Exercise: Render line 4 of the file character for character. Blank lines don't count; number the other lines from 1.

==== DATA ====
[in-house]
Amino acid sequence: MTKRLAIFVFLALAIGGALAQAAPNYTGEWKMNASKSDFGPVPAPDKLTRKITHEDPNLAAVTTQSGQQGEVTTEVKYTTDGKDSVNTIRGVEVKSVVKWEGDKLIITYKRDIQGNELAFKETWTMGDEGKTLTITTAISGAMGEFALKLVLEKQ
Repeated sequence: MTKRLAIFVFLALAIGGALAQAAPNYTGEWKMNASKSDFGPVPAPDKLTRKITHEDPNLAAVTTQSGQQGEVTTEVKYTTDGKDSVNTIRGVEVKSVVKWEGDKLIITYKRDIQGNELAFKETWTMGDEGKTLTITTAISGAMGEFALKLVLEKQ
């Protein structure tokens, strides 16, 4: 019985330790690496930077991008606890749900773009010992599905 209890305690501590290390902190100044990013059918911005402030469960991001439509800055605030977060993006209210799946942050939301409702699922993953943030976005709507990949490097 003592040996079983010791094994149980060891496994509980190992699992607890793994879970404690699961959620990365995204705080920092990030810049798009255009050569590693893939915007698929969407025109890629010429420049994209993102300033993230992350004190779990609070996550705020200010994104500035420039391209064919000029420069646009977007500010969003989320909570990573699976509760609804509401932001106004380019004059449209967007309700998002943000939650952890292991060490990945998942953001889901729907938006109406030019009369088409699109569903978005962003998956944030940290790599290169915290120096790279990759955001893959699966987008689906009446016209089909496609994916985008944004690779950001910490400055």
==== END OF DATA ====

């Protein structure tokens, strides 16, 4: 019985330790690496930077991008606890749900773009010992599905 209890305690501590290390902190100044990013059918911005402030469960991001439509800055605030977060993006209210799946942050939301409702699922993953943030976005709507990949490097 003592040996079983010791094994149980060891496994509980190992699992607890793994879970404690699961959620990365995204705080920092990030810049798009255009050569590693893939915007698929969407025109890629010429420049994209993102300033993230992350004190779990609070996550705020200010994104500035420039391209064919000029420069646009977007500010969003989320909570990573699976509760609804509401932001106004380019004059449209967007309700998002943000939650952890292991060490990945998942953001889901729907938006109406030019009369088409699109569903978005962003998956944030940290790599290169915290120096790279990759955001893959699966987008689906009446016209089909496609994916985008944004690779950001910490400055």